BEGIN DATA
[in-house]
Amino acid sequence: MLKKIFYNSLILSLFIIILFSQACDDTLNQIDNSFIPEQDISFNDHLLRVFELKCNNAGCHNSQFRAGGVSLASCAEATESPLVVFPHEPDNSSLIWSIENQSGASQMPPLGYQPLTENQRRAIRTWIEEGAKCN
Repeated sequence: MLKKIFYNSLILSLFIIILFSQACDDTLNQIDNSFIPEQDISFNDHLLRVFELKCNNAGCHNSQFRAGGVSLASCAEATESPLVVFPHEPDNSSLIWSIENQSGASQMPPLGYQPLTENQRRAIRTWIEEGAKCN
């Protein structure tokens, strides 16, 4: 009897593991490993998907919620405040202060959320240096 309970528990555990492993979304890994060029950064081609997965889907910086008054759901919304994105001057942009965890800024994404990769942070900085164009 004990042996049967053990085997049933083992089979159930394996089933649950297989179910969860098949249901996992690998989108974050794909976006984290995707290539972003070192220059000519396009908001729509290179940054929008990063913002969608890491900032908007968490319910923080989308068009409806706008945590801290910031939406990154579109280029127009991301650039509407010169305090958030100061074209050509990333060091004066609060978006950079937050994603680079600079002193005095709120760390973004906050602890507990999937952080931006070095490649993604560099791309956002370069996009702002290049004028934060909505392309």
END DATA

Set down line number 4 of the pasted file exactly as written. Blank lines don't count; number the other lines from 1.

């Protein structure tokens, strides 16, 4: 009897593991490993998907919620405040202060959320240096 309970528990555990492993979304890994060029950064081609997965889907910086008054759901919304994105001057942009965890800024994404990769942070900085164009 004990042996049967053990085997049933083992089979159930394996089933649950297989179910969860098949249901996992690998989108974050794909976006984290995707290539972003070192220059000519396009908001729509290179940054929008990063913002969608890491900032908007968490319910923080989308068009409806706008945590801290910031939406990154579109280029127009991301650039509407010169305090958030100061074209050509990333060091004066609060978006950079937050994603680079600079002193005095709120760390973004906050602890507990999937952080931006070095490649993604560099791309956002370069996009702002290049004028934060909505392309």